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Immigrants: The Vacant Property Solution

By Steve Tobocman

On Wednesday, May 20th the Welcoming Economies (WE) Global Network convened some 20 leaders representing 9 of the nation’s major land banks (or their equivalents), as well as representatives from the Partnership for a New American Economy and the Legacy Cities Partnership of the American Assembly for the first-ever national discussion of immigrants and land banks. The intimate 90-minute gathering enabled land banks to share best practices, identify opportunities, discuss challenges, and develop some additional work that can be done to assist Rust Belt cities in connecting their vacant property opportunities to immigrants and refugees looking for low-cost housing options.

Steve Tobocman, WE Global Network Co-Chair, who organized the gathering with the support of the Center for Community Progress at its National Reclaiming Vacant Property Conference—a gathering of some 1,200 vacant property leaders from across the country—started the discussion by providing a brief overview of the WE Global Network and the exciting movement that is sweeping the Rust Belt to focus on immigrants as a source of urban revitalization and economic growth. Land bank leaders from Syracuse, Cincinnati, Dayton, Columbus, Baltimore, Buffalo, Toledo, Detroit, and the State of Michigan also discussed the City of Dayton’s work to sell more than three dozen vacant properties to Ahiska Turkish families in Old North Dayton. These properties have been rehabbed by Turkish families and have been a significant part of the neighborhood’s revitalization.

The invite-only discussion was timely as earlier that morning, the conference heard a stirring keynote address from Detroit Mayor Mike Duggan who identified population growth as the single most defining metric for his administration. Immigrants must be a critical element for that growth as virtually no Rust Belt city has been able to stop population loss without a proven ability to attract and retain immigrants and refugees as residents.

The group also discussed the work of the Cuyahoga County Land Bank with its area refugee resettlement collaborative to identify housing opportunities for area refugees. Gus Frangos, the President and General Counsel of the Cuyahoga County Land Bank, drew upon his years of experience in the housing redevelopment and rental markets and noted that one of the greatest challenges to redevelopment and housing agencies is identifying quality tenants, but that refugees who have been vetted and supported by refugee resettlement agencies make good tenants and should be attractive buyers and renters for land bank programs.

Dennis Roberts, Director of Programs and Property Management for the Cuyahoga County Land Bank, discussed the Land Bank’s work with the International Services Center (ISC) to sell 7 single-family homes that were rehabbed into new homes for refugees. Dennis noted that while many immigrants and refugees do not look at debt the way that U.S.-born residents do and may not want a 30-year mortgage, he noted that their success was predicated on taking on the immigrant and refugee opportunity and asking “how do we solve this challenge,” instead of simply developing a one-size fits-all property disposition policy and hoping that immigrants and refugees take advantage of the program.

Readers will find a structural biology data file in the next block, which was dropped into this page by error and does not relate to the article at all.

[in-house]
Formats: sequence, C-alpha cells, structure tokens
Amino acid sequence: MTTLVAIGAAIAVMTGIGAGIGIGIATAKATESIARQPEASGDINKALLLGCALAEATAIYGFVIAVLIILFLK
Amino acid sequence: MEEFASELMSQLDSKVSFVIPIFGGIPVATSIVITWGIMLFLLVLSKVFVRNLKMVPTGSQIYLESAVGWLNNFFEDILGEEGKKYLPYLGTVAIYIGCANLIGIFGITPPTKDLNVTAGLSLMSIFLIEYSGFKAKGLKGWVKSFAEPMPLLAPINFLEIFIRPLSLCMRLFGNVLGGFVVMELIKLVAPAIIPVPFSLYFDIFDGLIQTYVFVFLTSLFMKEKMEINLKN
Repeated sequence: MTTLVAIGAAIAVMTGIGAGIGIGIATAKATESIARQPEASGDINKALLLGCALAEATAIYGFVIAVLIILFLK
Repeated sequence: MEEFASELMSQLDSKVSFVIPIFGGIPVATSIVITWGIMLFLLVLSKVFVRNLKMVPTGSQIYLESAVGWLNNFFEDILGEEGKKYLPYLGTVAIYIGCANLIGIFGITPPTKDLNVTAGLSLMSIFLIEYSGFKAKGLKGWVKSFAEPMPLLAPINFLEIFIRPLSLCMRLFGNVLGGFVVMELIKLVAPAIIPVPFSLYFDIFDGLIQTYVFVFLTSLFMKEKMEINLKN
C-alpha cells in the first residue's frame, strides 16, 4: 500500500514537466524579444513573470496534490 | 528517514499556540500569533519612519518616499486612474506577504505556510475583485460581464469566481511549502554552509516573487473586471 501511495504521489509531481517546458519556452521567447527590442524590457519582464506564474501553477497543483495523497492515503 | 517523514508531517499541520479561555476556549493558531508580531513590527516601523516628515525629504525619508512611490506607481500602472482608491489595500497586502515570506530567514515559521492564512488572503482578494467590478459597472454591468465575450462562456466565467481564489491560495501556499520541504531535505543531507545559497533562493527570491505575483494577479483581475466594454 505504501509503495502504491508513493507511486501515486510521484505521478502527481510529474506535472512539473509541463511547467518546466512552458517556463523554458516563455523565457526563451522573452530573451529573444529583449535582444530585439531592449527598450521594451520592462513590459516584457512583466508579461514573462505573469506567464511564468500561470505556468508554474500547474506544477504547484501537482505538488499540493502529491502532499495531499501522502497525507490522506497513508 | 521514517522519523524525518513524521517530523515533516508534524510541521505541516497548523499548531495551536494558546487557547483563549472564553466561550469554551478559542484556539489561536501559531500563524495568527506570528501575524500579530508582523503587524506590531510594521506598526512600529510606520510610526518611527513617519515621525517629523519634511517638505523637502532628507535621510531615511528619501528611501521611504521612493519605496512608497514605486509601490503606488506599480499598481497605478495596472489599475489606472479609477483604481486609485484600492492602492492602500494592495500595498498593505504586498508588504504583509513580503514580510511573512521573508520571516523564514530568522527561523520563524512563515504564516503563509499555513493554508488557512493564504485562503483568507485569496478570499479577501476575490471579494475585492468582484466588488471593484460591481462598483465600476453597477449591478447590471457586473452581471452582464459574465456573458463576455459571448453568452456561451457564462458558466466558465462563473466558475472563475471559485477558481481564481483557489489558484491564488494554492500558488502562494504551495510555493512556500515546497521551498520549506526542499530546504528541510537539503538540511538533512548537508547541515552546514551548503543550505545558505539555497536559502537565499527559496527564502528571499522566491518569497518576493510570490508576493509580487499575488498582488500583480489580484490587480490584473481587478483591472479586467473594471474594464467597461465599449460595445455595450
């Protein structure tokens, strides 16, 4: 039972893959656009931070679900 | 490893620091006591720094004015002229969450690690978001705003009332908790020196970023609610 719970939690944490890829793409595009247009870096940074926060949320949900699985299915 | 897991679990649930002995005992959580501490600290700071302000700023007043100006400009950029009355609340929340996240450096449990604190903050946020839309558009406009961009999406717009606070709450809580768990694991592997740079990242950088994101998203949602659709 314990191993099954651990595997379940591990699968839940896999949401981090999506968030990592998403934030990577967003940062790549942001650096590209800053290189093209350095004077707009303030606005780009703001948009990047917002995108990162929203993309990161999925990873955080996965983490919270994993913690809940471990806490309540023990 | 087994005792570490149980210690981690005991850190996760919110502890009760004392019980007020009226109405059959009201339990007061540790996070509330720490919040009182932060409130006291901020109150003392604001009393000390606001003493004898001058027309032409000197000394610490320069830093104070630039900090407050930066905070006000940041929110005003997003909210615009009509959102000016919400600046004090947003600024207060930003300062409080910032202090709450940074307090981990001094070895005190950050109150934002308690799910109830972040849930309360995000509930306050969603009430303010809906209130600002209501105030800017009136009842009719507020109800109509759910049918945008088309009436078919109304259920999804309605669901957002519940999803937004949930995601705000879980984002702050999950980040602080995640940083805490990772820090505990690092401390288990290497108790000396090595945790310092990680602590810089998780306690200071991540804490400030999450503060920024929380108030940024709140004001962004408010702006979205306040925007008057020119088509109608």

Building on the success with ISC, the Cuyahoga County Land Bank is working with the Cleveland City Council and refugee resettlement collaborative to create a DREAM neighborhood that centers upon Thomas Jefferson School, a newly-constructed school in West Cleveland that services all of the English Language Learner (ELL) students in the Cleveland Public Schools. Councilman Joe Cimperman, along with Councilman Brian Cummins and Matthew Zone, have prioritized demolition dollars and, the Cuyahoga County Land Bank has used data to identify target properties in the foreclosure process to assist in neighborhood planning and housing redevelopment.

The session discussed a variety of topics related to building upon these examples and the local work that other communities are tackling. The discussion included identifying and navigating fair housing rules when creating programs targeting immigrants and refugees, addressing language and cultural barriers, solving mortgage and credit challenges, and using data. There was even a discussion about basic immigration terminology (what does the term “undocumented” actually mean). Innovative solutions including use of land contracts and lending circles were touched upon.

At the end of the 90-minute session participants identified that developing data on the potential size of immigrant and refugee communities in Rust Belt cities could be an important tool to highlighting the opportunities for land banks and other vacant property disposition entities. WE Global Network offered to provide some examples of sample reports that highlight the opportunities that exist in Rust Belt Cities. And the group discussed building upon these conversations at the WE Global Convening in Dayton on July 9th. To register for the Dayton event, please visit the conference registration page. We promise at least one panel discussion about housing, vacant property, and urban redevelopment will be on the agenda.

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